Friday, April 17, 2009

Mississippi, I Remember You

In the movie “Rushmore,” Director Wes Anderson uses slow motion to emphasize particular scenes that, for lack of a better term, have a kind of “How in the hell did we get to be here?” aspect to them. There’s one where Max walks out with a bandaged bloody nose to the curtain call at the end of his theatric adaptation of “Serpico.” Another happens when he is walking down the hall of a hotel dressed as a steward with a beekeeper’s mask. There’s a surreal mood to it, and the soundtrack is played up for emphasis. I had one of those moments just now.

Yesterday my pule drove me to the Ministry of Education, Sports, and Culture to drop off the results of my year 12s’ CAT they took last week. On the way back to school, he goes, “So we’re having lunch tomorrow!” I’d heard it was lunch for the old P.E. teacher. But he said, “No. We’re celebrating [school secretary] Faalau’s wedding!”

So I showed up for school this morning ready to teach my 11.3 class 2nd period*, at peace with the fact that the rest of my classes would be canceled on account of the fiafia at lunchtime. The other computer teacher was in a pissy mood this morning. The first thing she said when she walked into the classroom this morning was, “You know what I learned about teachers at this school? They’re backstabbers.” Wowa.

But then she asks, “Do you have your dish for the fiafia?” This was the first I’d heard of any potluck responsibilities. I figure maybe I could use my palagi Peace Corps status to get out of it, but then I sat down to tea and muffins at interval, and the teacher next to me asks, “Do you have your dish for the fiafia?”

As it turned out, there were many teachers who had no such dish, and a group of them were heading to town soon. So I hopped in a car, and we headed to Pinati’s, which I’ve talked about on the blog before, and ordered a bunch of plates of food. When I say plates, I mean it literally; we showed up with our own plates, and they put the food on those and then determined how much to charge us.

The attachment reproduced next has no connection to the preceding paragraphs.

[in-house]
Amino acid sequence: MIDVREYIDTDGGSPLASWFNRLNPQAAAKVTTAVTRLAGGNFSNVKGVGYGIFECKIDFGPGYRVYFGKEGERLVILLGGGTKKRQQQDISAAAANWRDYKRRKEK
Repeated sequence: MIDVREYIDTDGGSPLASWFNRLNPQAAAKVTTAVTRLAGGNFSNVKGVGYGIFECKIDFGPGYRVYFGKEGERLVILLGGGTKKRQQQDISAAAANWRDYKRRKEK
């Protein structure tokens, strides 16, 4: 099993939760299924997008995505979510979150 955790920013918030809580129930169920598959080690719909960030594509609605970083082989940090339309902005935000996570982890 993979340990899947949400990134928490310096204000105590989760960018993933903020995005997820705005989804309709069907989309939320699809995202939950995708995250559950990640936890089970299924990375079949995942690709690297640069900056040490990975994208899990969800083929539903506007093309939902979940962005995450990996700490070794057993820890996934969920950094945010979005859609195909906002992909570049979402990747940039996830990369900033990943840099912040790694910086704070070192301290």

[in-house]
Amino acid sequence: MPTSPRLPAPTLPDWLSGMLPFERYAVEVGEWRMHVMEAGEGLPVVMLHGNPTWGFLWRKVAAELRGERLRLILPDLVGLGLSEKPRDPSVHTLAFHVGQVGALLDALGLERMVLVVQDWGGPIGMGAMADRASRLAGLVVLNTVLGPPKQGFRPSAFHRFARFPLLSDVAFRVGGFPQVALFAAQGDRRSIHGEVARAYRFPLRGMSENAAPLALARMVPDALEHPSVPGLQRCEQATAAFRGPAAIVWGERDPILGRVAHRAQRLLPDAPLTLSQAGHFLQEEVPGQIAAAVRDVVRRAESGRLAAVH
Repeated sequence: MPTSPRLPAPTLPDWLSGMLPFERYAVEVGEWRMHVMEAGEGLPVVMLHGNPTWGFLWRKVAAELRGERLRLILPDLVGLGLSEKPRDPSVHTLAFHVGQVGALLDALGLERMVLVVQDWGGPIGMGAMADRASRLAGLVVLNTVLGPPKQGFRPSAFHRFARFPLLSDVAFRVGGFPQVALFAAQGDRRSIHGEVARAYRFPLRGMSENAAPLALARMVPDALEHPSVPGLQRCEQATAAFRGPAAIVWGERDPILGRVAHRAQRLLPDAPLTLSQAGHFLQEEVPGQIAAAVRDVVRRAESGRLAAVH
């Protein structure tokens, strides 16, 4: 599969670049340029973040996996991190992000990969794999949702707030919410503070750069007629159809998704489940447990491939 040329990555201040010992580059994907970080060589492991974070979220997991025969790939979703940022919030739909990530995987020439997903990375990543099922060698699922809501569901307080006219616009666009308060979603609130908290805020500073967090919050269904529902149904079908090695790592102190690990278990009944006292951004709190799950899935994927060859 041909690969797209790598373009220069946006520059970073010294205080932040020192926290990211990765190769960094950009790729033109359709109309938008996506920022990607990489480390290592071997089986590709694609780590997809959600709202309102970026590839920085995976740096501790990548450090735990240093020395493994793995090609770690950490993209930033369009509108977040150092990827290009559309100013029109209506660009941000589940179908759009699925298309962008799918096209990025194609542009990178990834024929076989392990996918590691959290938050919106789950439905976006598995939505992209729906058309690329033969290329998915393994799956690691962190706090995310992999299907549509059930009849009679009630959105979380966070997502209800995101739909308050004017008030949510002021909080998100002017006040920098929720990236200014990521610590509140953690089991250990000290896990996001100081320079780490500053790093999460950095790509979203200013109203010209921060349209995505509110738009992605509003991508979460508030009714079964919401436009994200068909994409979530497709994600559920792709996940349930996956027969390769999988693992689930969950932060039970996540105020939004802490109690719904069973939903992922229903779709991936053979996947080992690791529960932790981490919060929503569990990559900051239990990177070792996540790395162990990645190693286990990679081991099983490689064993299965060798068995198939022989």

We came back and the fiafia started around noon. There were the usual formalities with the bride and groom sitting together and a big presentation of the monetary gift on behalf of all the staff. Things started to become abnormal when the school librarian came around with a large platter full of glasses of red and white wine.

Don’t get me wrong. I love wine. But I’m a little hesitant here. Particularly surrounded by school staff.

But then everyone took a glass. And, sure, if everyone jumped off a bridge, I also would have been hesitant. But when in Rome, do as the Romans. So if the Romans are jumping off bridges, then what?

I took a glass of red. We ate, and there was dancing. And then Saleupolu to my left and Ulia to my right peer pressured me into dancing with Faalau, the bride. They did this by talking loud enough that Faalau got all excited and pulled me out.

Later, the art teacher came around with a huge tray of beer. And I look, and my pule has a beer and the faifeao on staff has a beer and pretty much all the other men in the room have a beer plus many of the women. So, what the hell? I had a beer.

The DJ played a song that the room is clearly excited to here, and many people, most of the room, sang along. The music swells. “Mississippi, I remember you,” sings a distinctly female Samoan over synthesized music. It’s a Samoan cover of a Barbara Fairchild song. People are swaying. Ulia, next to me, is watching a video of me dancing the school librarian recorded. Samoan Barack Obama rules the dance floor. Students are throwing me thumbs up from the kitchen. “Now the country song forever lost its soul,” sings the room.

I had only had a glass of wine and a little bit of beer at that point, but there was a brief moment of slow motion for emphasis when the music got louder, and my brain asked, “How in the hell did we get to be here?”

I hope you haven’t lost your soul. Pictures below.

We entered Pinati's through the back, so we got to see these huge tables full of carved meat. The guy in the far back is wrestling with a large fish. Hard to see here. Sorry.

In the car with Ulia and Tevaga. Tavita, the so-called Samoan Barack Obama is sitting next to me, just out of the picture.

The snack bar outside Farmer Joe is now called "Uncle Bills". The weirdest part is the picture of Uncle Sam with a Samoan flag on his hat and labeled "Uncle Bill". Strange.

Dancing at the fiafia. That's Samoan Barack Obama on the right.

On "Wait Wait!" this past week, they did a thing about soft-serve ice cream. All ice cream is soft-serve in Samoa because it is too hot and humid for it to last any amount of time without getting soft.

No comments: